British energy company BP confirms joint venture with Russian oil major Rosneft. Both sides have a tumultuous past. File photo by Alexis C. Glenn/UPI | License Photo
MOSCOW, Nov. 1 (UPI) -- British energy company BP said Tuesday it confirmed a pledge to invest as much as $300 million in developing reserves in Russia alongside oil company Rosneft.
BP issued a statement confirming a joint venture with Rosneft to carry out exploration work in two inland basins in Russia. Starting in late 2016, both sides working through the Yermak Neftegaz joint venture will carry out preliminary seismic surveys to get a better understanding of the resource potential there.
"BP has committed to provide up to $300 million in two phases as its contribution to the cost of the joint venture's activities at the exploration stage," the British company said in a statement.
Both companies have a turbulent past. BP CEO Bob Dudley served formerly as a top official at Russian joint venture TNK-BP before moving to the British major.
Dudley stepped down from his position at TNK-BP in 2008 following a divisive row with Russian shareholders in the venture represented by the Alfa, Access/Renova group. He fled Russia six months before that in order to carry out his responsibilities in a secret European location, citing harassment and disputes stemming from alleged violations of Russian labor laws.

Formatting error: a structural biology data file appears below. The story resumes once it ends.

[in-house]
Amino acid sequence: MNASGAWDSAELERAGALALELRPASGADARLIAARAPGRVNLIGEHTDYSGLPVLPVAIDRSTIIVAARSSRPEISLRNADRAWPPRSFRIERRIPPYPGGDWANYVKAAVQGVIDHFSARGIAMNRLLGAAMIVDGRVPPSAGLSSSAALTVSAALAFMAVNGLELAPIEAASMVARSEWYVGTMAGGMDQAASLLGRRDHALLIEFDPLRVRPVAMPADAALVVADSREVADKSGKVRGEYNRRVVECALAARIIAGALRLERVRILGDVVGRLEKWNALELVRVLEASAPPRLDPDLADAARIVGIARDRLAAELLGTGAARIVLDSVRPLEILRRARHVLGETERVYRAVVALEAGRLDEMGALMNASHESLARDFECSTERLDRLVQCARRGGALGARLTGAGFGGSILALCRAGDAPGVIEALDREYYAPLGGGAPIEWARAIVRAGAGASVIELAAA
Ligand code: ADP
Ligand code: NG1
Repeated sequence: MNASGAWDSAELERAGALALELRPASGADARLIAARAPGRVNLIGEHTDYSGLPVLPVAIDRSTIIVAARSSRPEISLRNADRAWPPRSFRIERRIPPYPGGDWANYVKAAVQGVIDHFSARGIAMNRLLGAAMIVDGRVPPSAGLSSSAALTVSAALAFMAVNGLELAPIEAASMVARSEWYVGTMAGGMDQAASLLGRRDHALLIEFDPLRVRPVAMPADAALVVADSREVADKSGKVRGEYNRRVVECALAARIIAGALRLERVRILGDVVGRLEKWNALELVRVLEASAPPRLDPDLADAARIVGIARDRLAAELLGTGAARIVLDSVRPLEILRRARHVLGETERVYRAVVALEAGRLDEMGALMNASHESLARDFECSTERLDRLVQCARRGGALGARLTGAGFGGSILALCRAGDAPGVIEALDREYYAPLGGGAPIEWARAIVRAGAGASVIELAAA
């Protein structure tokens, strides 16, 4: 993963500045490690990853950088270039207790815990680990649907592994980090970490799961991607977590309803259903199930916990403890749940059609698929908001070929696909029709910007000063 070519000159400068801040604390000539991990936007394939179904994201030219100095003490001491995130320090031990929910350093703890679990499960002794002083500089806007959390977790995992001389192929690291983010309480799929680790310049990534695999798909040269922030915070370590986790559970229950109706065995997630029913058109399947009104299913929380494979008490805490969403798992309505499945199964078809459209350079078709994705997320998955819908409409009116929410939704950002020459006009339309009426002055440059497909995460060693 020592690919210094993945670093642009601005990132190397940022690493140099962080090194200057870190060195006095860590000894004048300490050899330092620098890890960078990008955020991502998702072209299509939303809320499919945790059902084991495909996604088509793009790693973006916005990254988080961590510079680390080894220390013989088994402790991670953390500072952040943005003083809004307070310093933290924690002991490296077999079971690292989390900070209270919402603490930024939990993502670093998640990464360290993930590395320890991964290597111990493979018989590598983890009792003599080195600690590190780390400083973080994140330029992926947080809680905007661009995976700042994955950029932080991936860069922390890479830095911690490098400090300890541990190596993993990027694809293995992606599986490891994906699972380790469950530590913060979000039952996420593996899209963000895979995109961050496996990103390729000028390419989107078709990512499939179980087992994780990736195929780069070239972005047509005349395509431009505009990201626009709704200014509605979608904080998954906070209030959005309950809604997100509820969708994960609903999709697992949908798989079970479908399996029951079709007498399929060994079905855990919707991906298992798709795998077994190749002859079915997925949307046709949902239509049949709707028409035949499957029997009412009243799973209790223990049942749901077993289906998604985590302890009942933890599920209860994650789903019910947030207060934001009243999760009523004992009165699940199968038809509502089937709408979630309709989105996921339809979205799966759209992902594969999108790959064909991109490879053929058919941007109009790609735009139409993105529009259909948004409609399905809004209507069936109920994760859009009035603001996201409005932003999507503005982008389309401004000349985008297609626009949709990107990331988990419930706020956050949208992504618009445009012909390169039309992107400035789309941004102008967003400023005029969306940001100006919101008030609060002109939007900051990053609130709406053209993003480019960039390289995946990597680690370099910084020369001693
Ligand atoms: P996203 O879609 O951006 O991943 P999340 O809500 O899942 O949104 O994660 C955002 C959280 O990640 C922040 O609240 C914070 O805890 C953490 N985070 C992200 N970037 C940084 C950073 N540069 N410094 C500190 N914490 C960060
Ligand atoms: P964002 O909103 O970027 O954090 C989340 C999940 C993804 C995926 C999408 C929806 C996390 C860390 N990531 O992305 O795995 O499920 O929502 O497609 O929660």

AAR said Dudley was managing the firm as a division of BP, while BP officials worried about the growing influence of Russia in the merger.
BP at one point was considering shares in Rosneft in exchange for holdings in TNK-BP. A Russian court had already ordered the British company to pay out more than $3 billion for a failed 2011 proposal with Rosneft for work in the Arctic.
BP reported third quarter profits were down nearly 50 percent from last year as lower crude oil prices continue to put pressure on revenue streams. Those low oil prices are in part a response to a market that's oversupplied and, based on September figures, Russian oil production is at around 11.1 million barrels per day, a new post-Soviet record-high.